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Premises licence variation to double sizes of pub

This premises licence variation was key to the pub’s plans, but sat in a cumulative impact policy area

Man drinking alone in a pub
Premises licence legal expert. Partner James Anderson has helped obtain 1000s of premises licence variations across England and Wales


Once a premises has its premises licence in place, the management of the premises often apply for a premises licence variation.

These are very common applications. Because they allow you to make changes to the way your premises trades.

For example, you can make a premises licence variation application to increase your trading hours for selling alcohol. To move your bar area. Or, to remove what is known as a ‘restaurant condition’. This is when you can only sell alcohol with a substantial meal. Whereas many premises like to have a bar area where you can sell alcohol to customer without a meal.

A recent premises licence variation example

The Founders Arms public house in London is a very successful pub. It sits on the South Bank Thames Path adjacent to the Tate Modern, the redeveloped Blackfriars Station, and the Millennium Bridge.

The owners wanted to take advantage of the booming local area and asked licensing solicitor James Anderson to manage the premises licence variation to double the size of the premises.

But the challenge was that The Founders Arms is based within London Borough Southwark cumulative impact zone. These zones are designated areas where evidence has indicated that the existing licensed premises are negatively impacting on the four licensing objectives.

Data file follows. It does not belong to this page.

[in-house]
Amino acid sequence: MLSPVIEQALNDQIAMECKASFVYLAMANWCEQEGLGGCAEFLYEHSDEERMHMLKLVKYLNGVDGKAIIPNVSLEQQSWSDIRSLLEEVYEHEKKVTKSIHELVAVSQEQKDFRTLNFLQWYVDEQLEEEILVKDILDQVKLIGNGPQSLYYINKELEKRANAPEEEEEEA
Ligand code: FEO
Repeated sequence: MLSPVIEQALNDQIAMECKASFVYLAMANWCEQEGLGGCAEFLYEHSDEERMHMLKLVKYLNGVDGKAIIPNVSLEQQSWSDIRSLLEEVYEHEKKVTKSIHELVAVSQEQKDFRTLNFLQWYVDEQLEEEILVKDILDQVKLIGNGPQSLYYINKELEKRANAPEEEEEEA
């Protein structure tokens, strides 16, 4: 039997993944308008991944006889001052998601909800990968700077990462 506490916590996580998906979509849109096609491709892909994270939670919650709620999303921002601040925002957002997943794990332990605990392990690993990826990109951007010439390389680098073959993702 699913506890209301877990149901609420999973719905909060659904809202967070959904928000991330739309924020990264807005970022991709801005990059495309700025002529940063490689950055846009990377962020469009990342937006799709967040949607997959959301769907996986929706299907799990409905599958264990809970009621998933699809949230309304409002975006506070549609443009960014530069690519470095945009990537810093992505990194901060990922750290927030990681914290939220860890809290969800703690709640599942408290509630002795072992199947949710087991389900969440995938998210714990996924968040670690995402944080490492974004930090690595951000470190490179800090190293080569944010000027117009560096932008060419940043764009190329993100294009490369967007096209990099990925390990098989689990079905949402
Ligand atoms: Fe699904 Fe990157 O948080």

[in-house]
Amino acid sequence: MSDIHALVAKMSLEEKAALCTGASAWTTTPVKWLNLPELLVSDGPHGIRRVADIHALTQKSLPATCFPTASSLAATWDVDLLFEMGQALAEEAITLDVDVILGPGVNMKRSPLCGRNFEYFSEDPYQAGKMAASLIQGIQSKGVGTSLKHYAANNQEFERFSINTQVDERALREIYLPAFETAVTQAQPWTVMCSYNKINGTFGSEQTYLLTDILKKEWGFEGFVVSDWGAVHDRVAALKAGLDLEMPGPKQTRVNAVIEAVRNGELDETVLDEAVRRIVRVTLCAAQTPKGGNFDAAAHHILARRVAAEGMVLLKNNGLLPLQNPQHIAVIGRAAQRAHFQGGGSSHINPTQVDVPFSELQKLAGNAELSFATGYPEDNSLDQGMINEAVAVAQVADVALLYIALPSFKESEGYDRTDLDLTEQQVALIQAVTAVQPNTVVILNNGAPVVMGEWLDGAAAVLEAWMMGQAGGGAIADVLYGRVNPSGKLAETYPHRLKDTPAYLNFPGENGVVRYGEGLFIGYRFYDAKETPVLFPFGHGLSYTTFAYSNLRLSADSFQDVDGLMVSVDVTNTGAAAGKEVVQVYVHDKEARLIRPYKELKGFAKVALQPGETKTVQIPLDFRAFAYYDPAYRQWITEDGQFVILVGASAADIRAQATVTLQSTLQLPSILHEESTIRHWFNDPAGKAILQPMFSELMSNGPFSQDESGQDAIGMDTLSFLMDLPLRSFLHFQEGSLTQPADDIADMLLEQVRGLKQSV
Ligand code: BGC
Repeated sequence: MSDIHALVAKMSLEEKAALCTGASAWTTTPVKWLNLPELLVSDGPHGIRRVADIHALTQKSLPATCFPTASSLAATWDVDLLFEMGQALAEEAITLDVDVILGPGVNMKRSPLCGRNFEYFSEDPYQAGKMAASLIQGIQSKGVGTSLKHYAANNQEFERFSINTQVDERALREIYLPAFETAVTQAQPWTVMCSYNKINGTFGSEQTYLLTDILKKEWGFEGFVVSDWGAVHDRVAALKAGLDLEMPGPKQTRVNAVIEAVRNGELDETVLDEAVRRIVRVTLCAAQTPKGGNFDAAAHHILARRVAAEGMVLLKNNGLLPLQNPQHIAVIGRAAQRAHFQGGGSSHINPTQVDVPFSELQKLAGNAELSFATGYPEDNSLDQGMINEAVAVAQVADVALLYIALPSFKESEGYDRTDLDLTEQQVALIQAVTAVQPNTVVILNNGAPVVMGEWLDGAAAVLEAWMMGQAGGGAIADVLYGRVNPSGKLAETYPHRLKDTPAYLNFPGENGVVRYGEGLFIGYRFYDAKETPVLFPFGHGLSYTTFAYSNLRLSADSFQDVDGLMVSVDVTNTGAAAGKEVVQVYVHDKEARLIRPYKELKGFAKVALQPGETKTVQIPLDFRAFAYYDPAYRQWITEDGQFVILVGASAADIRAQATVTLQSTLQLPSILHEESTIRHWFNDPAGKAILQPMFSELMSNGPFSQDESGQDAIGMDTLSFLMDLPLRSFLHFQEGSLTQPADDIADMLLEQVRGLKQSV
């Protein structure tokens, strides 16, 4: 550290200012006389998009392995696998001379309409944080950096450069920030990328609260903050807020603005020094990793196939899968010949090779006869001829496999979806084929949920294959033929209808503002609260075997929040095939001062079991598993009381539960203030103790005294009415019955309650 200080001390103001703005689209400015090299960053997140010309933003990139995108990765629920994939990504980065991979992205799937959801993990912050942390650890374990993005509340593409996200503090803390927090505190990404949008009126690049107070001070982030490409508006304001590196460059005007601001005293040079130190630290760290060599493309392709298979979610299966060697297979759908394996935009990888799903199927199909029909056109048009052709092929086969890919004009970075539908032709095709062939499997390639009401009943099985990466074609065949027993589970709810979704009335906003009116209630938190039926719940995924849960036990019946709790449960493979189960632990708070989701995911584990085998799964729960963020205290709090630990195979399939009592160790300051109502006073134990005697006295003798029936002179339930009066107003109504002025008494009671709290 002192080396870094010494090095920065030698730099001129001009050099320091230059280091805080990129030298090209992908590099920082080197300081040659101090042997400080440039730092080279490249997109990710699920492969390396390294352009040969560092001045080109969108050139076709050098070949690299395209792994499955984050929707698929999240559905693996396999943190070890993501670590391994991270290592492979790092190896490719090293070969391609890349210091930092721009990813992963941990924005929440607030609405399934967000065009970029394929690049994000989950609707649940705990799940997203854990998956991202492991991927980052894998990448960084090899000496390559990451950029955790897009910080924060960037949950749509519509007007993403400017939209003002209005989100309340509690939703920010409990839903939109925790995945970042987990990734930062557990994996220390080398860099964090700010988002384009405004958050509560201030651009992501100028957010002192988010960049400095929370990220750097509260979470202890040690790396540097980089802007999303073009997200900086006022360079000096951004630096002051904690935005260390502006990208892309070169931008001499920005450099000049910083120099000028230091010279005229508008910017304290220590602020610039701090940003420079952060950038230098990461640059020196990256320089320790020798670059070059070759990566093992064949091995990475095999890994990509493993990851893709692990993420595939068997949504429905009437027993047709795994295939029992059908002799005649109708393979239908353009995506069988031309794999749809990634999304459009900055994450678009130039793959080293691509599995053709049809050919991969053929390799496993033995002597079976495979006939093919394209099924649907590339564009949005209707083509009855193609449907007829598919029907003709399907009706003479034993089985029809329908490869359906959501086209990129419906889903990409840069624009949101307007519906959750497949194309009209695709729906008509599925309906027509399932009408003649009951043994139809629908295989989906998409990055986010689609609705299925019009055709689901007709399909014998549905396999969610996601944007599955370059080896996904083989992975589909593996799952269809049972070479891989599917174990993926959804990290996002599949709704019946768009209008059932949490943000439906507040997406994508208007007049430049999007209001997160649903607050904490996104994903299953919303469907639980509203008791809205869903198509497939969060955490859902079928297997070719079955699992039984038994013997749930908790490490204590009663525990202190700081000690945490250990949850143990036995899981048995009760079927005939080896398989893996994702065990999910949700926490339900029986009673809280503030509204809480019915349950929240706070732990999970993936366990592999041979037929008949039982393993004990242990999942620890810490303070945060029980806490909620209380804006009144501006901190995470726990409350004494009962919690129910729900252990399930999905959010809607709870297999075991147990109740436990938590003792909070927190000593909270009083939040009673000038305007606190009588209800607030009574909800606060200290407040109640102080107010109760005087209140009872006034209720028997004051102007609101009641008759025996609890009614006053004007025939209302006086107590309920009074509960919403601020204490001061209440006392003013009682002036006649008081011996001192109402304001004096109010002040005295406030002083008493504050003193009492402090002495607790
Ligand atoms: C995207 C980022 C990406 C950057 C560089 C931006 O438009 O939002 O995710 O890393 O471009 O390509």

So, unless you can show exceptional circumstances within your premises licence variation application, you plans will be refused.

Result to the application

Over 70 representations (objections) from mainly local residents were received. Evidence submitted related to concerns about increased disturbance by more people leaving the premises late at night.

At a licensing committee hearing, licensing solicitor James Anderson successfully argued for the premises licence variation by demonstrating how the operator would minimise issues. This centred around the noise and disturbance of food / drink deliveries and the issues of increased bin areas.

Plus, and this cannot be underestimated – James Anderson drafted a highly detailed dispersal procedure and strong operating practices.

Fundamentally arguing that the premises could double the inside without impacting the outside.

The Licensing Committee agreed and granted the application subject to minor conditions.

For find the right specialist licensing solicitor to help you with your plans, choose one here licensing solicitors

To read more about premises licence variations, see here:

And if you would like to find out if an area has a cumulative impact area, you can use this free tool: CizApp.

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